Hungarian women were horrified by the ‘torture’ of abortion reform

Hungarian women were horrified by the ‘torture’ of abortion reform

By Kristina Veneu

BUDAPEST (Reuters) – Hungarian women deplored the entry into force of an amendment to abortion rules on Thursday in what some see as a first step toward tightening access to the procedure under a deeply conservative government.

Interior Minister Sandor Pinter introduced an amendment to abortion rules this week that requires pregnant women to provide evidence from their health care provider of a definitive sign of life, widely interpreted as a fetal heartbeat, before ordering the procedure.

The number of abortions dropped to about 22,000 in Hungary last year from more than 90,000 in 1990 based on official statistics. However, some women interviewed by Reuters are skeptical that the amendment may weaken the demand for abortion.

“I think this will not change the mind of a woman who has already decided to choose an abortion, so this is completely unnecessary and will only serve to torture women,” Borbala Jonas said on a playground in central Budapest amid a hilarious struggle of children around her. .

Current rules allow Hungarian women to request an abortion in cases of rape, risks to the mother’s health from pregnancy, severe impairment of the fetus or in the event of a serious personal crisis.

Poland, among the most devout Catholic European countries, has a near-total ban on abortion. Access to it has been tightened in recent years under the Law and Justice (PiS) party, Hungary’s conservative nationalist ally, sparking major protests.

“This is my biggest fear that they are taking away our rights step by step, little by little,” said Nora Bakac, a mother in Budapest. “I think it’s a first step, and it’s going from here, to the extreme.”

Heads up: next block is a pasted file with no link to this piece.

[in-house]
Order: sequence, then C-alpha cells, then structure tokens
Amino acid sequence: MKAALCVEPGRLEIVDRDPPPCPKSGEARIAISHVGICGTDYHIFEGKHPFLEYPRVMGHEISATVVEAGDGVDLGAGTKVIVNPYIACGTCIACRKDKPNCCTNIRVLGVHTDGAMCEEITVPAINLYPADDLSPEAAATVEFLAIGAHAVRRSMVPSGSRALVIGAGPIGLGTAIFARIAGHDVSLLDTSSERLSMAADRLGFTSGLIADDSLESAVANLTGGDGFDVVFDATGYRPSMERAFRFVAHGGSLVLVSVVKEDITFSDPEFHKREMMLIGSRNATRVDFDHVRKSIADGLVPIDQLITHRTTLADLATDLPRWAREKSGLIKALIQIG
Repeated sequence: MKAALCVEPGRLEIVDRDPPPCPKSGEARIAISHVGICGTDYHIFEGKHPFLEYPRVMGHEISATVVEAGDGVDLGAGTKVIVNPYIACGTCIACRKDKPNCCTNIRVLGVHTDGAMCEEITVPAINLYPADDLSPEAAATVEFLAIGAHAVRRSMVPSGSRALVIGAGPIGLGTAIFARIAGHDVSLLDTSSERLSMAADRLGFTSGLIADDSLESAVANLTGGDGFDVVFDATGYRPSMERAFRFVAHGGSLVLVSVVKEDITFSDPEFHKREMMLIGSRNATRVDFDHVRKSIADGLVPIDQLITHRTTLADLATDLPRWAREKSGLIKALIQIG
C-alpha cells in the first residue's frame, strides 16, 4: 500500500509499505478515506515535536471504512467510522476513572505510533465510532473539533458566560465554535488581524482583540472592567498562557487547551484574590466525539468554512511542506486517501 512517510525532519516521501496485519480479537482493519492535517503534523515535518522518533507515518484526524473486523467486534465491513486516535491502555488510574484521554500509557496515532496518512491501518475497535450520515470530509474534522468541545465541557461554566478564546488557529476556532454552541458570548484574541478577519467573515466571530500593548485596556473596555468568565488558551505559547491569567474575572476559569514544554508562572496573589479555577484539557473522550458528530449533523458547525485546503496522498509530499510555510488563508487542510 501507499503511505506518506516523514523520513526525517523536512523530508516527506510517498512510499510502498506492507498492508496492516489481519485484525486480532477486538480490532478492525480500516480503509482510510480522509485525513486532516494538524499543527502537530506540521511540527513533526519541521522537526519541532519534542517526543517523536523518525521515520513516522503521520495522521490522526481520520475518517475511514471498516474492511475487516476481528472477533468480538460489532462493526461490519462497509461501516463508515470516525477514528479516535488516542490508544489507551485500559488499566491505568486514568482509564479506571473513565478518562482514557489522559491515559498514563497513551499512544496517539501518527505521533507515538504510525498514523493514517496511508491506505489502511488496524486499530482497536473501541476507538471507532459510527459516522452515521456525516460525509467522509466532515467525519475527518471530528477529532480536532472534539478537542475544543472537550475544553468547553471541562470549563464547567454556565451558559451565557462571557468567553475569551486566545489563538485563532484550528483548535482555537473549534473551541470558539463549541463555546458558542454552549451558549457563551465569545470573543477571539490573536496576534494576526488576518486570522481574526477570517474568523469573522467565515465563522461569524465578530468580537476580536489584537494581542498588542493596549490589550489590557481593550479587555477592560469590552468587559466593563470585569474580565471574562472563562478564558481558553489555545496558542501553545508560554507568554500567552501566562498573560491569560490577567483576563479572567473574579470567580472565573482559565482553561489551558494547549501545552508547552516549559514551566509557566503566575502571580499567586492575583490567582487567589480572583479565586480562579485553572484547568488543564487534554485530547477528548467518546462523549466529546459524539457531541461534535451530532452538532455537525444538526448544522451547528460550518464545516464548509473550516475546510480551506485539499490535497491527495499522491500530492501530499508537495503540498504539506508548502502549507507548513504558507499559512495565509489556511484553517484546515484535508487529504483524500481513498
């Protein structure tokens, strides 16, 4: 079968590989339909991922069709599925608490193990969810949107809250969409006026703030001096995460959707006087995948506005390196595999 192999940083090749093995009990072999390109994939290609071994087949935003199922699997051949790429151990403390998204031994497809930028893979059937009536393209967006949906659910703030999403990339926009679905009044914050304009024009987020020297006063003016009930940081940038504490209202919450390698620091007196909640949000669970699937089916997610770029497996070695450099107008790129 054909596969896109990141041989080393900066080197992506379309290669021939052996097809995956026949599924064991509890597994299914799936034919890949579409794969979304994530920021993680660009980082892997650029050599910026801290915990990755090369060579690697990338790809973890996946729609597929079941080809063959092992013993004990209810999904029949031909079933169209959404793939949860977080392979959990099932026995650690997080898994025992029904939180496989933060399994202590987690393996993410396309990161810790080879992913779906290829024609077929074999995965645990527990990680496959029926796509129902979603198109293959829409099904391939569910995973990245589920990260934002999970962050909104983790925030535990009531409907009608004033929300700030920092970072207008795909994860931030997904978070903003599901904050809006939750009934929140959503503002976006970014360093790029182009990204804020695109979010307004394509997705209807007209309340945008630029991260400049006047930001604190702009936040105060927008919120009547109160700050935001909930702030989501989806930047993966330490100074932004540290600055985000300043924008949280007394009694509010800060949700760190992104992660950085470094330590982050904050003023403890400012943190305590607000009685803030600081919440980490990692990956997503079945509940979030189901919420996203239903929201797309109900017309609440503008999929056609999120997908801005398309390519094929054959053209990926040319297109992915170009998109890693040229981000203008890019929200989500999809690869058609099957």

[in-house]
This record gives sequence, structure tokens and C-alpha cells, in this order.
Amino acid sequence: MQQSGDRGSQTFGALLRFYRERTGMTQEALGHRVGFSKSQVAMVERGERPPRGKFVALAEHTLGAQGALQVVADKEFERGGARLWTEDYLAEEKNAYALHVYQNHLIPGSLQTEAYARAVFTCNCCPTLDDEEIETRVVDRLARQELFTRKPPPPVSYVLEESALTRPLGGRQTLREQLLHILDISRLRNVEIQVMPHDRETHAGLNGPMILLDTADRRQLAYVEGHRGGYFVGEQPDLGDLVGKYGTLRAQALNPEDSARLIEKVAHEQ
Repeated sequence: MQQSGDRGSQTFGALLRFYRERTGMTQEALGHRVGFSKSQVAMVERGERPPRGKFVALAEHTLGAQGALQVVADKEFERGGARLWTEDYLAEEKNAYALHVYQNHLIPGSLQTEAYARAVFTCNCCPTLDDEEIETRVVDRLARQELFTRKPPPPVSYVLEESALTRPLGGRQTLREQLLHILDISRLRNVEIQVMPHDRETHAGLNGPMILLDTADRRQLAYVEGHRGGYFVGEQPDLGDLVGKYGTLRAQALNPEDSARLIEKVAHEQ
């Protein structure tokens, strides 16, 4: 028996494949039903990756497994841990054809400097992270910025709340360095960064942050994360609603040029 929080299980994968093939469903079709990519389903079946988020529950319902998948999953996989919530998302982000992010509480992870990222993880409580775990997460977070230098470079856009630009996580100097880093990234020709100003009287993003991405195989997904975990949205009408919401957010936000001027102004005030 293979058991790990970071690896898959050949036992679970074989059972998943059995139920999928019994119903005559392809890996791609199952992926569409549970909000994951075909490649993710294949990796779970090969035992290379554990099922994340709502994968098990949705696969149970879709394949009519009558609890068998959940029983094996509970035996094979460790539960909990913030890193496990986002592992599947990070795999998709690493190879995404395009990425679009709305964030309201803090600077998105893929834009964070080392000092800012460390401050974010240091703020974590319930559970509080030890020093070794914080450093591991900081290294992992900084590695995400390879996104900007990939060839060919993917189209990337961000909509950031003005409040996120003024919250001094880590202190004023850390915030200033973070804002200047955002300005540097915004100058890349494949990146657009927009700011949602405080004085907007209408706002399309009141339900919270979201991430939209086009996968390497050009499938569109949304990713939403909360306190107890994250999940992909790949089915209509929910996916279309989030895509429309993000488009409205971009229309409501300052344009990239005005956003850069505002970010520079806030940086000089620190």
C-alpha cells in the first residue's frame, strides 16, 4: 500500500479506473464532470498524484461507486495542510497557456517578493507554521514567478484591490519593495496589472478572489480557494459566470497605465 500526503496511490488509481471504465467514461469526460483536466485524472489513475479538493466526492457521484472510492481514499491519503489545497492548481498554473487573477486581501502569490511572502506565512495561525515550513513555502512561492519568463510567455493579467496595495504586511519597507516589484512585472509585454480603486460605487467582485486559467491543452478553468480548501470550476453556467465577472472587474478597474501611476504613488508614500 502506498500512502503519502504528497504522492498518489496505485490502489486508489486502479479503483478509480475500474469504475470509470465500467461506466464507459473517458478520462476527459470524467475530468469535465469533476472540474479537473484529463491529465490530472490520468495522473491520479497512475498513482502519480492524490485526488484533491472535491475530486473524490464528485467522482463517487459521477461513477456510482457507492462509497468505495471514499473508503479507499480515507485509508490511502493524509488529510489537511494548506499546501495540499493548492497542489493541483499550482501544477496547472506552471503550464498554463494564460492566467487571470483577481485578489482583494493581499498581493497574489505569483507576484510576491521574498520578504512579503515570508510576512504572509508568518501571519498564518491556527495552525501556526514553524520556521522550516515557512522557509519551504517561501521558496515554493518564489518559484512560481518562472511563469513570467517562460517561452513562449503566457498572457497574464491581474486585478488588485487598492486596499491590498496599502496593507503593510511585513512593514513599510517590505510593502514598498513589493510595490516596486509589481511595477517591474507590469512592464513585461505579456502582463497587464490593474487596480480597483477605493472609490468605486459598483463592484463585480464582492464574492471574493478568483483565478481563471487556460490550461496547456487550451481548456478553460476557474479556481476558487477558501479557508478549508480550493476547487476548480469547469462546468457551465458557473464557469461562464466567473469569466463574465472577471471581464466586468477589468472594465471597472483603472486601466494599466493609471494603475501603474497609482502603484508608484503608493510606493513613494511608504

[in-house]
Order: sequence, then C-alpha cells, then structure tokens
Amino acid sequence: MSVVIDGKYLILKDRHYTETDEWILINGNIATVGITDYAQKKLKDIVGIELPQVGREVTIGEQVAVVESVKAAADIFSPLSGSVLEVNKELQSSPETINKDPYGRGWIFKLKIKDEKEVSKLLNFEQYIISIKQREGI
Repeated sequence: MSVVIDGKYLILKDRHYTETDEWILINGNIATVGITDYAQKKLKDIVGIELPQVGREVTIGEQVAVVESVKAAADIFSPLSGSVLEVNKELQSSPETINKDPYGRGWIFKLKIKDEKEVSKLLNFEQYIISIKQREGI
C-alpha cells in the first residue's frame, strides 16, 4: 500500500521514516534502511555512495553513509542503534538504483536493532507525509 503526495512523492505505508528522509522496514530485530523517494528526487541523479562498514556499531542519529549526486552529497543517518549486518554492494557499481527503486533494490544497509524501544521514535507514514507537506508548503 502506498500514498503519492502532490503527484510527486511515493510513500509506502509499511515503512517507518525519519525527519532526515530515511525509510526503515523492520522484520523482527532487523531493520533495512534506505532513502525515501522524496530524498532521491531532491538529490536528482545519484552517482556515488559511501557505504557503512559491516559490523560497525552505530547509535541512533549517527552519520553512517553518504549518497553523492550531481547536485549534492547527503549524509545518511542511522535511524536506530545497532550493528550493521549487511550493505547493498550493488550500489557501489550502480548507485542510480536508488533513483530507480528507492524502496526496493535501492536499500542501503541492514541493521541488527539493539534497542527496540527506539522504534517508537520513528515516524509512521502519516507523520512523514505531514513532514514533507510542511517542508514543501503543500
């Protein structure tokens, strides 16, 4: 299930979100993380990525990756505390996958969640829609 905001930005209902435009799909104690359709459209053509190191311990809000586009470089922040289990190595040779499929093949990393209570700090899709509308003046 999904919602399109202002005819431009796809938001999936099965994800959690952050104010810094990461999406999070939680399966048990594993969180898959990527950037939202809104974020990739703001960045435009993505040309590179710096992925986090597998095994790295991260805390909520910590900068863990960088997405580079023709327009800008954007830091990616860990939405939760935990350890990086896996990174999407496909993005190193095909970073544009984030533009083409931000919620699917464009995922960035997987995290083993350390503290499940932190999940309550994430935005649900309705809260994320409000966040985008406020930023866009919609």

Right-wing prime minister Viktor Orbรกn was easily re-elected in April, but he is facing his toughest streak in power since a landslide victory in 2010, with the forint breaching all-time lows, energy costs and EU money rising in limbo amid a row over the decline. of democratic standards.

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The government did not provide any reason to modify abortion.

Some political analysts said it could aim to rally more conservative voters for Fidesz in politically difficult times by clipping the wings of the far-right Our Homeland, which won seats in parliament for the first time in April and originally campaigned for the changes. .

Dora Douro, a lawmaker for Our Home, said that even after the decline in abortions of the past decades, there is still plenty in the central European country.

“This is a procedural change,” said a mother of four, holding a plastic copy of a 10-week-old fetus.

“This is necessary because every fifth child born in Hungary falls victim to a miscarriage and this is a very high number.”

Women’s rights group Patent said the changes would not reduce the demand for abortion but could herald a possible tightening of abortion laws in the future.

“Making abortions more difficult will not lead to a decrease in the number of abortions,” spokeswoman Julia Spronze said. “It serves the sole purpose of getting women to feel guilty so that they feel even worse, even more like a sinner.”

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